2006 PFIG Recipient Maya Kumazawa
McIntire School of Commerce
German and Commerce Major
2008 Graduation Year
Internship: Ministry of Economics, State of Hessen
Notes on the first week
I have just finished my first few days interning at the Hessen Ministry of Economics, Transportation, and Urban Development in Wiesbaden, Germany. I spent my first day at an orientation in the nearby city of Frankfurt learning about the German work culture — which is vastly different from the US — and learning about how to settle into a foreign country. There, I met other interns from the US, mostly working for government agencies and striving to improve their German language skills.
My first workday was filled with lectures, conferences, and readings. I was given a spacious office with a computer, a telephone, and a great view; however, I did not have much time to spend in there. After being introduced to some of my co-workers, I was given a detailed lecture of the department I was to work for — the Department of Foreign Trade and Location Marketing — and was taught almost everything there was to know about the thriving economy of the state of Hessen. During my first conference, I was privileged enough to meet with the Minister of Economics and other distinguished members of Hessen. The parties present discussed with the minister the outcomes of a trade fair they had recently attended in Chicago. It seemed that it was overall a positive fair, which resulted in increases in foreign investments in Germany and strengthened bonds between Hessen and its sister-state, Wisconsin. However, it was difficult for me to follow the quickly-spoken German and the technical vocabulary that I was not yet familiar with. Throughout the remainder of the day, I participated in meetings with representatives from the Netherlands and from Peru, both of whom had interests in investing opportunities for small and middle sized businesses in Hessen.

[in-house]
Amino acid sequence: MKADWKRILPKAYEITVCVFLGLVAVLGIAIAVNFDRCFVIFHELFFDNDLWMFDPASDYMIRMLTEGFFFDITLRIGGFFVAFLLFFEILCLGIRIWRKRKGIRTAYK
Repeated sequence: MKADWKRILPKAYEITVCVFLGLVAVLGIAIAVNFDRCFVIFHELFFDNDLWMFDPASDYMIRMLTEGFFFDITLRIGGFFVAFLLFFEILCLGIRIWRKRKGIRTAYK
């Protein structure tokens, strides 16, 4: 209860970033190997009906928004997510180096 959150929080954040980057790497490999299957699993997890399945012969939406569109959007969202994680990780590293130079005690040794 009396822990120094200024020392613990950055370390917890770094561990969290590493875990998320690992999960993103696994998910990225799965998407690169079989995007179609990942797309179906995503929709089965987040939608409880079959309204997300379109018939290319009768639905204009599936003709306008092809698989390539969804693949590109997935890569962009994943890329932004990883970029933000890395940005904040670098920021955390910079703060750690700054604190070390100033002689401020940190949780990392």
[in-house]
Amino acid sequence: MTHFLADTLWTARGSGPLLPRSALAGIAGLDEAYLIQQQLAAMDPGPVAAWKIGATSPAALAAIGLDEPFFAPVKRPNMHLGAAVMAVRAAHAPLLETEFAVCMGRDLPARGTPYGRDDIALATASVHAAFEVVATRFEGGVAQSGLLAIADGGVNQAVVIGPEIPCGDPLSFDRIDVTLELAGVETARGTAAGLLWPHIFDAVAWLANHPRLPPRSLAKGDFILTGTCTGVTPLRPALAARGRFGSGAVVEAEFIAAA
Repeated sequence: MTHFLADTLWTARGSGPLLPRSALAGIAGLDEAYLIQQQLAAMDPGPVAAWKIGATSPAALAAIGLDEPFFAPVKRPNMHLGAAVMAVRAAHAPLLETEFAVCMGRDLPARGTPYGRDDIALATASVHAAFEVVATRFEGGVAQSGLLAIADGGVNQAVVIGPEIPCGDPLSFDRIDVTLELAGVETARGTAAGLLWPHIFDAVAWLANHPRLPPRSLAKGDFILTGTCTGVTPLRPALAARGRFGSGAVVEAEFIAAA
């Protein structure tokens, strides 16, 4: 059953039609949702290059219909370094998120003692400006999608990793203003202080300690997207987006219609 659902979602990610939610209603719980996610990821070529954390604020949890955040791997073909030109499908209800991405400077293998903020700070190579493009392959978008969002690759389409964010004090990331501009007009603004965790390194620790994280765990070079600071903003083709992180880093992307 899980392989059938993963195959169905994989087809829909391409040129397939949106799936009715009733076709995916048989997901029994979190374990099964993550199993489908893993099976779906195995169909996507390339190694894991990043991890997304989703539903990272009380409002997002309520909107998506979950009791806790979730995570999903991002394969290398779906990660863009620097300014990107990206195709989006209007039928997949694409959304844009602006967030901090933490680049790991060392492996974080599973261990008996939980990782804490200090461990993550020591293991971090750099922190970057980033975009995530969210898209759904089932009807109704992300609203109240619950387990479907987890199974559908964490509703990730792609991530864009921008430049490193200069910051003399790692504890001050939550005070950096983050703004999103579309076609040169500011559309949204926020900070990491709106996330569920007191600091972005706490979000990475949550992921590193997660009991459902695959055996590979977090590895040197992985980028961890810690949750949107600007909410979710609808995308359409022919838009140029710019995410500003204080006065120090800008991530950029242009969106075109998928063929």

I have not been given any concrete projects yet, but I know to look for various assignments after I get accustomed to the Ministry. I have kept myself busy by reading numerous information materials, researching the trade relationship between the Netherlands and Germany, getting used to the German keyboard, and attempting to communicate with my colleagues. I feel so privileged to work in this challenging and stimulating environment located in a monumental historic building in the heart of Wiesbaden. I look forward to a busy summer learning about foreign trade and investments, meeting the diverse citizens of Wiesbaden, and exploring the beautiful Rhein-Main region.
It is hard to believe how quickly this internship is passing by. After four weeks of participating in various outings and assignments, I feel like I have learned many new things and experienced life in the “real world.” One of the most memorable things I have been privileged to do, was to visit the state Parliament, which was recently in session. I observed heated debates and arguments about sales tax, violence in the schools, and organ donation. Outside of work, I found myself amidst an immense student-protest against the state, regarding next year’s planned initiation of university tuition. By participating in this internship, I have been able to both work with people directly involved with the state government and those ordinary citizens, who are affected by the government.
One of my first major tasks was to put together a report about investment opportunities in the state of Virginia. The purpose of this was for me to understand what is important for a potential business to invest in a new location. I became familiar with the opportunities and aid that businesses in Virginia have, and also, the kind of environment needed for an investment. Writing this comprehensive and in-depth report also made me concretely grasp the purpose of the Ministry.